• Winner: Cameron - inventor of the "Help to Buy-sa"

Round four: The rented sector


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Cameron brings up the Conservatives' record on renting - the government has "been very careful to strike a balance" with a "How to Rent" guide, a model tenancy agreement and a code of practice for landlords.

But he says the party will continue to stand against rent controls.

This interference would be disastrous for tenants, with fewer houses to rent, higher monthly payments and poor quality housing.

Miliband, on the other hand, is in favour of controlling rental periods, with three-year tenancies "with a ceiling on excessive rent increases". In what could be a massive vote-winner, he also wants to "ban the letting fees charged by agents to tenants". Good luck trying to find a way to regulate that one...

Clegg says the Lib Dems "led the work to tackle those landlords who were not behaving fairly" - but adds that the "next step is to make sure that renters have more stability". The Lib Dems will do that by encouraging "family friendly tenancies for renters".

  • Winner: Cameron - but neither landlords nor tenants are likely to be impressed by pretty weak policies from all three

Round five: Miscellaneous


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Any other housing policies?

Cameron says the Conservatives want to introduce "Starter Homes" - 200,000 new homes for first-time buyers under 40 "which are 20 per cent cheaper than normal".

Buy to let landlords can't snap them up, nor can foreign investors

Miliband wants a crackdown on foreign buyers, too.

We'll give councils the power to double council tax on homes left empty for a year.

Which is likely to go down like a (empty) house on fire with landlords in hard-up areas...

Clegg targets renters and first-time buyers.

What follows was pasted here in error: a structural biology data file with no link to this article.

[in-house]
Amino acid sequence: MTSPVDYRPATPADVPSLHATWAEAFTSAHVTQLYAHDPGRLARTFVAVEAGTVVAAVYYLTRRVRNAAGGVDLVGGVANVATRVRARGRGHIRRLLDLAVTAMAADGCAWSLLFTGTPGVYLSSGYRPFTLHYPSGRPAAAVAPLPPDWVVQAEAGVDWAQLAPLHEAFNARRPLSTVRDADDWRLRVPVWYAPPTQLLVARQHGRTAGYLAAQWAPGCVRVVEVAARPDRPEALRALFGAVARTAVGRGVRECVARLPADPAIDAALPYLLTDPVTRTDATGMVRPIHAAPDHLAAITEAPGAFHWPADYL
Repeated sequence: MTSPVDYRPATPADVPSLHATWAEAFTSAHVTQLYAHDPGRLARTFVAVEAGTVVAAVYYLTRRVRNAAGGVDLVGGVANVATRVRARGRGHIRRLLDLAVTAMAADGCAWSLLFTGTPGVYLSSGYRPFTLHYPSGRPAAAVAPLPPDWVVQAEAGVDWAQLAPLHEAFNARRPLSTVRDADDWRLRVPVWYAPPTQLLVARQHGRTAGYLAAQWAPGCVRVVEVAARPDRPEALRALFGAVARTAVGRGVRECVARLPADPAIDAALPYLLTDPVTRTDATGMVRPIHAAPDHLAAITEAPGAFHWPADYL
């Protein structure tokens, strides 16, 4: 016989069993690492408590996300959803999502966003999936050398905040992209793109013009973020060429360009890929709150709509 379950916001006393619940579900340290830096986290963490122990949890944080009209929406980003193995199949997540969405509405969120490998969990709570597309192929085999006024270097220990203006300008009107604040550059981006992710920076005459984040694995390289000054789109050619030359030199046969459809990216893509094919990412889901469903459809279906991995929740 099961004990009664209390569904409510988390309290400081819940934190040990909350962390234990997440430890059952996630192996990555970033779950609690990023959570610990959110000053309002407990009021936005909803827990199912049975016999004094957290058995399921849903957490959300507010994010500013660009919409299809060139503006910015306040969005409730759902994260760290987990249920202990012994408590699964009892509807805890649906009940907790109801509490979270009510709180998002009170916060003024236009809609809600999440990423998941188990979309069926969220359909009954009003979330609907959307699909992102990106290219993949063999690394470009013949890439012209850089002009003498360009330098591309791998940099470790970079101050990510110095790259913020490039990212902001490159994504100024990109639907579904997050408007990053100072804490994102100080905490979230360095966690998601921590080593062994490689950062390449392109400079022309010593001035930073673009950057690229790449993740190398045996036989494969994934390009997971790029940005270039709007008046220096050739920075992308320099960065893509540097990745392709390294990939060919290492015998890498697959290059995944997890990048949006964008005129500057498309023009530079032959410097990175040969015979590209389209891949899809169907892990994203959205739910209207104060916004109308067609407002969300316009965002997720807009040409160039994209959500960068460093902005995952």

I want to see a government backed tenancy deposit loan for the under 30s, and a “rent to own” scheme so that each month’s rent is buying a share in your home, until you own it outright.”

The final round

One last question tried to get to the bottom of the three politicians' home lives. Alas, Milliband avoided giving any further detail on his two kitchens...

What's your favourite room in the house and why?

  • Cameron: “My favourite room is the kitchen – the heart of the home. It’s where my family and I spend most of our time, whether it’s Sam and I cooking together and catching up on what’s happened that day; the children sitting at the table and finishing off their homework. It’s often chaotic; it’s often a mess – but when we’re all there together there’s nowhere else I’d rather be.”
  • Miliband: “Sleep is very important during a campaign. So it has to be the bedroom.”
  • Clegg: “The kitchen. Not because it has become the backdrop of choice for political interviews this year but, because my wife is Spanish, our family has inherited that Mediterranean joy and relish for eating together and enjoying food. We talk about what we’re cooking – it’s one of the best parts of the day.”

Visit our General Election poll tracker to see how the polls changed in the build-up to election day.